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John 12:21

ESV So these came to Philip, who was from Bethsaida in Galilee, and asked him, “Sir, we wish to see Jesus.”
NIV They came to Philip, who was from Bethsaida in Galilee, with a request. 'Sir,' they said, 'we would like to see Jesus.'
NASB these people then came to Philip, who was from Bethsaida of Galilee, and were making a request of him, saying, 'Sir, we wish to see Jesus.'
CSB So they came to Philip, who was from Bethsaida in Galilee, and requested of him, "Sir, we want to see Jesus."
NLT paid a visit to Philip, who was from Bethsaida in Galilee. They said, 'Sir, we want to meet Jesus.'
KJV The same came therefore to Philip, which was of Bethsaida of Galilee, and desired him, saying, Sir, we would see Jesus.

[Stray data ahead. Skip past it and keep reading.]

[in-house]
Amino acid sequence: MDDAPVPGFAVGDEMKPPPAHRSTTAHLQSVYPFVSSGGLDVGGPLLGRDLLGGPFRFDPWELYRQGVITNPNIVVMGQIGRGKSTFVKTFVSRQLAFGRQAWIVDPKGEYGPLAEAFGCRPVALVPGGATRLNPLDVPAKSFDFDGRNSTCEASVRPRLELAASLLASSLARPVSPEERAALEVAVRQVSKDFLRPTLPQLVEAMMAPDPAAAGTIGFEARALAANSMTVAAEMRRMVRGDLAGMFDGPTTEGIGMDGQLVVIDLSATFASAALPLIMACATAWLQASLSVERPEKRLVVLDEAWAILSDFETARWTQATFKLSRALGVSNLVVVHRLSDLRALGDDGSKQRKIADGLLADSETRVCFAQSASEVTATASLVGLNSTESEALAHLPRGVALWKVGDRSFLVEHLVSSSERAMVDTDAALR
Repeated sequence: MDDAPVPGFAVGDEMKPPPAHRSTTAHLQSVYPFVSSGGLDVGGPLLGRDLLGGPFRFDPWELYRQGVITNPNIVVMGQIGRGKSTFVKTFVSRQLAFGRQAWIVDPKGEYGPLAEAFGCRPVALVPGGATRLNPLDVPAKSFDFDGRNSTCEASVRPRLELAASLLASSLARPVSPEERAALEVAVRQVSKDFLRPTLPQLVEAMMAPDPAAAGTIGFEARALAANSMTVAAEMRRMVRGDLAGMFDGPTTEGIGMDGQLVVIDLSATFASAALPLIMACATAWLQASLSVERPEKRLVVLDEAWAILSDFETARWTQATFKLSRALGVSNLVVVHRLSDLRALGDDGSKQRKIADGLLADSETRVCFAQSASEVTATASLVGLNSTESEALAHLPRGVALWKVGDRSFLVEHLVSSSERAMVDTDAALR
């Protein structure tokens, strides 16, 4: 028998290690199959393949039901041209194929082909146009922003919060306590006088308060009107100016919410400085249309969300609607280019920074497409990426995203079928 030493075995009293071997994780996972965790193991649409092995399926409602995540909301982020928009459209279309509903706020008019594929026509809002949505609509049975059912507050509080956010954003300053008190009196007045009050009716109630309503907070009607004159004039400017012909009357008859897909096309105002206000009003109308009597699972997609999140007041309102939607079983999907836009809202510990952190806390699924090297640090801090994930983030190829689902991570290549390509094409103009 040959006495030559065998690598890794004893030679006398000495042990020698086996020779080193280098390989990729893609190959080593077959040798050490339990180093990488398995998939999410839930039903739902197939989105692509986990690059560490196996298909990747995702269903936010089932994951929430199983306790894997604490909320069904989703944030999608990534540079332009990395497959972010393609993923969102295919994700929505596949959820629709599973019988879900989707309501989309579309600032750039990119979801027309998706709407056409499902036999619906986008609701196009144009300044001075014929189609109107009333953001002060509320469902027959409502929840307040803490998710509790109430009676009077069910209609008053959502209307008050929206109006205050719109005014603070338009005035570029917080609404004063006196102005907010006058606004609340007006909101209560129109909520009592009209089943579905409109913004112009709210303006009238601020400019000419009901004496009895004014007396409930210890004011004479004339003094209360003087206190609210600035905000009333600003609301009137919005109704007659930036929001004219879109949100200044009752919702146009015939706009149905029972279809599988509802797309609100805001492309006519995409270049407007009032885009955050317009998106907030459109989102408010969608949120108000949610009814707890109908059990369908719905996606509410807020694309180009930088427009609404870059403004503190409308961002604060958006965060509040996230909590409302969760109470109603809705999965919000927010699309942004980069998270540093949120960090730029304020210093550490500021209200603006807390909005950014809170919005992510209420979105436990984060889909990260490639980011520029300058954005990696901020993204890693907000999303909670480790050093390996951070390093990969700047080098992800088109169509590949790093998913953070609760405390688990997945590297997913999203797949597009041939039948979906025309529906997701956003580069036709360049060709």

What does John 12:21 mean?

At this time, Jerusalem is overflowing with pilgrims arriving to celebrate Passover (Deuteronomy 16:16). Not all these travelers are Jewish—some are "Greeks," which in this case is a generic term referring to Gentiles. Jesus has just entered Jerusalem to great fanfare in the triumphal entry (John 12:12–18). This has renewed His enemies' interest in having Him killed (John 11:53), thanks to what they see as a dangerous precedent (John 12:19). Like His raising of Lazarus (John 12:1–11), this has also generated more interest in Jesus and His ministry. The people referred to here are among those Greeks.

Even though the murderous plans of Jesus' enemies are secret (Matthew 26:4; Mark 14:1), nobody has any doubt that they mean Him harm (John 11:8). That is one possible explanation for why these men are said to approach Philip, specifically. Perhaps Philip was acting as the first layer of security for Jesus, vetting those who wanted to get close to Him (John 12:22). It's also possible that these Greeks approached Philip—who has a Greek name—because they knew of him from his time in Bethsaida.
What is the Gospel?
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